In colder climates, there might be the potential to grow perennial kale as a die back perennial. I notice that when I chop a perennial kale plant to the ground, more often than not it will grow back with vigor, so that suggests the possibility.

In our zone 7 climate leaves can be harvested nearly year round. In the coldest parts of winter some of the kale leaves are somewhat affected by the freezing temperatures. Some plants are less affected by freezing than others. During those few months we rely more on frozen and dried greens. By late winter the perennial kale plants are rearing to go and sending forth more nutritious leaves.

First year Homesteaders Perennial Kale plants in the winter.
First year Homesteader’s Perennial Kale plants. This photo was taken in the winter after all the deciduous trees had dropped their leaves. Many of the leaves are still vibrant and nutritious.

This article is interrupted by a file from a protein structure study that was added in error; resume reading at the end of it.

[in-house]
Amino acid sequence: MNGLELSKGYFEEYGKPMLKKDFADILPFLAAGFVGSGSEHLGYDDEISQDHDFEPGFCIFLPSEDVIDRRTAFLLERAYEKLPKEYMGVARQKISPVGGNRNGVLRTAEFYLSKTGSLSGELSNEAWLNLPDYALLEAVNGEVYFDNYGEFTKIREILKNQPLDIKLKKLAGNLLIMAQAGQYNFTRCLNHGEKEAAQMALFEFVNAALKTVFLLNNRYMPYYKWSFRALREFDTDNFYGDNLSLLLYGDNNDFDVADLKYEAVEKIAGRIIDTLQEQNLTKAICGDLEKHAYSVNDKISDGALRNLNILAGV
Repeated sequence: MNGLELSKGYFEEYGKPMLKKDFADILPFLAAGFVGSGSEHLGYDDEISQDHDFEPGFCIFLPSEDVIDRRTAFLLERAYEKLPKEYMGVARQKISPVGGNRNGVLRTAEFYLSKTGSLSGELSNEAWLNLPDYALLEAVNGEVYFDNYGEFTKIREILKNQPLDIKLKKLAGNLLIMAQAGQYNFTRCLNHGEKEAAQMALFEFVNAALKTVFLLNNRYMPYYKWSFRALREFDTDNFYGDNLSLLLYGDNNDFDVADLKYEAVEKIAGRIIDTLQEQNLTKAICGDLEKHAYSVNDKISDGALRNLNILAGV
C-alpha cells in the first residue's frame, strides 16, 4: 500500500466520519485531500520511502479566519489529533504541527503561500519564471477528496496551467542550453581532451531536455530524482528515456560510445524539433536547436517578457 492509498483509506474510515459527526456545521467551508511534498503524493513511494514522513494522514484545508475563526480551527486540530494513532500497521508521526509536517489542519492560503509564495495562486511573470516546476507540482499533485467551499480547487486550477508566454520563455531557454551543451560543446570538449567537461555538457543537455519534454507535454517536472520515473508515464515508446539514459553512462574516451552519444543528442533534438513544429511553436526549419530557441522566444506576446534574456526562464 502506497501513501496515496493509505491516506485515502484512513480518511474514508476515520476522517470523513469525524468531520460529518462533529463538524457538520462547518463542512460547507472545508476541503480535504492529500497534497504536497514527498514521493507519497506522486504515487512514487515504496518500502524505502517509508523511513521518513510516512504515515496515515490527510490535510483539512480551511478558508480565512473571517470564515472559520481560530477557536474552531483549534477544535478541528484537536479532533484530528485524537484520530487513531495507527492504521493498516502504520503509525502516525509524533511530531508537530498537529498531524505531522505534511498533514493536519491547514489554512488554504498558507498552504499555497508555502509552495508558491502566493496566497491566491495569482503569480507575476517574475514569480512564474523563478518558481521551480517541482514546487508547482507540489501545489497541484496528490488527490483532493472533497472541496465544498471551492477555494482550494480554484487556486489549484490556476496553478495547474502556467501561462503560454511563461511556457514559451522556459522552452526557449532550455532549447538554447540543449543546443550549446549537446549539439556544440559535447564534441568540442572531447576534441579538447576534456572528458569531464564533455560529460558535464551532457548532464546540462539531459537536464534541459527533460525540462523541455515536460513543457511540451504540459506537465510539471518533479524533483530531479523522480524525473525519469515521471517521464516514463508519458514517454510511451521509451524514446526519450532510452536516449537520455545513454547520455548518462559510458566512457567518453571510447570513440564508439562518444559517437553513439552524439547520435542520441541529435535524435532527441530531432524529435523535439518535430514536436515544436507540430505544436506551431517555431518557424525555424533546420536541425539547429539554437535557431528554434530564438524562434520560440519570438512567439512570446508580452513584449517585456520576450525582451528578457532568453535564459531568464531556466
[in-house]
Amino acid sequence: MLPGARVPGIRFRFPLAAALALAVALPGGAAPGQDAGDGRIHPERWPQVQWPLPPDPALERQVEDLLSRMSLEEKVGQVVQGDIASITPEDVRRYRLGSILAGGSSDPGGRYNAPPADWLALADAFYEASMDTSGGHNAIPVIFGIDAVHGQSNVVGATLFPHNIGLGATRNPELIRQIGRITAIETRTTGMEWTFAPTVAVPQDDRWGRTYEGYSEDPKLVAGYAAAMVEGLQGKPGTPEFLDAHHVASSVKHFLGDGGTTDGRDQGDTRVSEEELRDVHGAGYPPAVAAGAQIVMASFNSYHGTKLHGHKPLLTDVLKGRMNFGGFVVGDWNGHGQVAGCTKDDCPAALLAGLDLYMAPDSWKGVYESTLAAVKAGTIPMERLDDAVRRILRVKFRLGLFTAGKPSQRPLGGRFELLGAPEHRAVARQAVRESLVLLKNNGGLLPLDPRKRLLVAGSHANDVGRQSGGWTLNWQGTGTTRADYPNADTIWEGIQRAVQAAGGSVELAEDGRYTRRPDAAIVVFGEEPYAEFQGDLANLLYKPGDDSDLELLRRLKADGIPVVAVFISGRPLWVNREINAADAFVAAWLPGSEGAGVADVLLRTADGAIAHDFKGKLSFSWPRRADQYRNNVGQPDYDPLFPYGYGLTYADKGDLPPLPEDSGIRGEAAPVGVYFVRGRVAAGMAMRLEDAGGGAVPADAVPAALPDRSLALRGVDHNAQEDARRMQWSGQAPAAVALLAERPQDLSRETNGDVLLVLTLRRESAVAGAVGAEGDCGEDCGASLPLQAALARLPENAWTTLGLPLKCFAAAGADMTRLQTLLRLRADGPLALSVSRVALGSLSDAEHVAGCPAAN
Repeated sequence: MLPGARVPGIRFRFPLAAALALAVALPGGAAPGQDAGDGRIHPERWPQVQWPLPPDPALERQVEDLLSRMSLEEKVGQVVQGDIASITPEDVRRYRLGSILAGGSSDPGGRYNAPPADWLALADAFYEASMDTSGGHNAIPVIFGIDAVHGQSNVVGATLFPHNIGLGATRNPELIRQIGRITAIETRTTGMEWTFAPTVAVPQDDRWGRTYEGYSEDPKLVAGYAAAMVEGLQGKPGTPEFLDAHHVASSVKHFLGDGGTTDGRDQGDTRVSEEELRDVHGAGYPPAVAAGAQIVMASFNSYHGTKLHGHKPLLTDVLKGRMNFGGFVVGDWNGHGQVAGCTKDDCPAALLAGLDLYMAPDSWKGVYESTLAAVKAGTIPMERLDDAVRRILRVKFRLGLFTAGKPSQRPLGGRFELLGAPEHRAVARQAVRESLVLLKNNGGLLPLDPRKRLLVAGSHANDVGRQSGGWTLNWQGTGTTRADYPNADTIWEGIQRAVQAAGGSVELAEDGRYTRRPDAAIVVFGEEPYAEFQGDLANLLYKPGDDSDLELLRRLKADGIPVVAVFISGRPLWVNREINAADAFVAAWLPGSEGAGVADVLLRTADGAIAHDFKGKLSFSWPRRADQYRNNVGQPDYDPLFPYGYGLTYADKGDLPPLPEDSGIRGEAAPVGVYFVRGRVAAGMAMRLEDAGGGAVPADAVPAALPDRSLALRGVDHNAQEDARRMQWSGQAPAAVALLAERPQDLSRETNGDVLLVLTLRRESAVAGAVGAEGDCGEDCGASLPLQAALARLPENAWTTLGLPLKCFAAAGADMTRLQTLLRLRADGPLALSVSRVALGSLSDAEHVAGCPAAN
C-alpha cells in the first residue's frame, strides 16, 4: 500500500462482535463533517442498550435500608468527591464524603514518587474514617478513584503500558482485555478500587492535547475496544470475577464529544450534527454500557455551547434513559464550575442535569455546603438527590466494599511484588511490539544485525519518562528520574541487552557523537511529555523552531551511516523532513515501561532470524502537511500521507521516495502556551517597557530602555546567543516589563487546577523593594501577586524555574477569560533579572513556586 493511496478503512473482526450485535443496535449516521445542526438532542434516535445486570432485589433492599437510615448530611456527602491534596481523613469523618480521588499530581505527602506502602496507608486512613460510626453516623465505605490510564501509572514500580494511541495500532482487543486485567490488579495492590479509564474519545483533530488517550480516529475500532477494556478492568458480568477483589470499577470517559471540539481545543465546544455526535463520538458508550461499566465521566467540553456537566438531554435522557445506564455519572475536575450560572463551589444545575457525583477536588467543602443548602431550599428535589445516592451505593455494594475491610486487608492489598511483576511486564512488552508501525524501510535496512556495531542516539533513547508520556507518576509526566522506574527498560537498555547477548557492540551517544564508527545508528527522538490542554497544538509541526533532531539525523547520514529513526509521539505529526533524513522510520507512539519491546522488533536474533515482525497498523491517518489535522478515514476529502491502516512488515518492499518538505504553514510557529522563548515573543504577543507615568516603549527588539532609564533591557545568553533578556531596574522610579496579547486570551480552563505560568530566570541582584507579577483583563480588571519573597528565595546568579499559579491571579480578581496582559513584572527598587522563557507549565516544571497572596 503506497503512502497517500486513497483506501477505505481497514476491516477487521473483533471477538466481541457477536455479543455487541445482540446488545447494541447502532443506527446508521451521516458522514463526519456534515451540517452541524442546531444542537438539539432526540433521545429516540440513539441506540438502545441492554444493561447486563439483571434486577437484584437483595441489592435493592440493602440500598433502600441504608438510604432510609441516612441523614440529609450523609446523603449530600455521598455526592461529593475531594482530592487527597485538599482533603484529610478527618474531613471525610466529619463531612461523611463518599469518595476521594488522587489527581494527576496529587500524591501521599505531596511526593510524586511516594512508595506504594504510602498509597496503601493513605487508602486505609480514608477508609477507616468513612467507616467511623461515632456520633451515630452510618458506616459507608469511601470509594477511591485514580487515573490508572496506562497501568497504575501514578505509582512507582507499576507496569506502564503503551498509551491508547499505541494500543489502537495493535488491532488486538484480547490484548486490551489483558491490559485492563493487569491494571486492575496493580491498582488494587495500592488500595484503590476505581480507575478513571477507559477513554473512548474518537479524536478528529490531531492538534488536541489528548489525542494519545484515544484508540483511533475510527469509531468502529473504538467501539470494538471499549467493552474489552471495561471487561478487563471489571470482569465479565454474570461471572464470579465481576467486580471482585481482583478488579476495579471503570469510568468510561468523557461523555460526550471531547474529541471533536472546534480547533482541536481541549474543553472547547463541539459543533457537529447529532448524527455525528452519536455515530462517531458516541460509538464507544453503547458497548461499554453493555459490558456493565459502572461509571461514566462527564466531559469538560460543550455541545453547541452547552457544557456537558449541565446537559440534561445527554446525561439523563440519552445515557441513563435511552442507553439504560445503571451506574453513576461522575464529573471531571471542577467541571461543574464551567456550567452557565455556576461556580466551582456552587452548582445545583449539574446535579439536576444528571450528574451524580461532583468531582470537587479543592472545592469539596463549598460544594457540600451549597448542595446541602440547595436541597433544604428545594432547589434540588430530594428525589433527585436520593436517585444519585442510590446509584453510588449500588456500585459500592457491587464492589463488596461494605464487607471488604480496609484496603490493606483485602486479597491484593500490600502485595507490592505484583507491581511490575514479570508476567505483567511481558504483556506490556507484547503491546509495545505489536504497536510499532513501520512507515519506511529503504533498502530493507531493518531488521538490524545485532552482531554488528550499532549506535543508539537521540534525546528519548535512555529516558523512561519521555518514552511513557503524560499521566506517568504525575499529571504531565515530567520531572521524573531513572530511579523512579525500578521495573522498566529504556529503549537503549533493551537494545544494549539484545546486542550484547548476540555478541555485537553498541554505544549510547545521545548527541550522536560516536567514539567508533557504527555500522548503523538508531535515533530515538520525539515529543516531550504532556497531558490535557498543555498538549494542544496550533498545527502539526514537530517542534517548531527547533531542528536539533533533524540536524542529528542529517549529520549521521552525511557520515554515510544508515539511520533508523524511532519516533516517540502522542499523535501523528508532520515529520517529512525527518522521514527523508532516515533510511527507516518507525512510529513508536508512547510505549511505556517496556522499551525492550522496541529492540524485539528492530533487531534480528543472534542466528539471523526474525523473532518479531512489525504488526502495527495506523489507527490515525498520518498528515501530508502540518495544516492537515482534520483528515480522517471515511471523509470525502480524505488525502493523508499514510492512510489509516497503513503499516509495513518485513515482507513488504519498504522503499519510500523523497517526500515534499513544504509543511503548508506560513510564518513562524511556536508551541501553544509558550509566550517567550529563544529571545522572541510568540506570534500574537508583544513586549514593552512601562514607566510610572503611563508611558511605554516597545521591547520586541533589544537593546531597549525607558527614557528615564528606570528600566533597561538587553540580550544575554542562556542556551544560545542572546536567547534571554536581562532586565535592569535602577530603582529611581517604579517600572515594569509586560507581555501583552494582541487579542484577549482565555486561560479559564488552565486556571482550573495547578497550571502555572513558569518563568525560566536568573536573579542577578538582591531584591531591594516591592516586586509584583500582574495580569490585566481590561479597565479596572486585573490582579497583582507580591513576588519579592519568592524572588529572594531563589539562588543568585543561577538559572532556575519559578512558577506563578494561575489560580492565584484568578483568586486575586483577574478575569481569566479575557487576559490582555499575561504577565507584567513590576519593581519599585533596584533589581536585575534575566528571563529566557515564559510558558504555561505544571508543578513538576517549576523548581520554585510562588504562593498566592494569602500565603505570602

The kale leaves are sweetest with new growth in spring and late fall (winter in warmer climates). In the summer the leaves become more bitter, but still quite palatable for our family’s taste.

[Branching Bush Kale] is the true queen of perennial brassicas. Bush kale is probably one of the earliest domesticated forms of B. oleracea. Pliny described what is thought to be this plant as ‘Tritian Kale’ in AD 70, and at that point it had lost its ability to flower, which indicates that it had already had a long history of cultivation.

Eric Toensmeier, Perennial Vegetables

Purchasing Perennial Kale Seed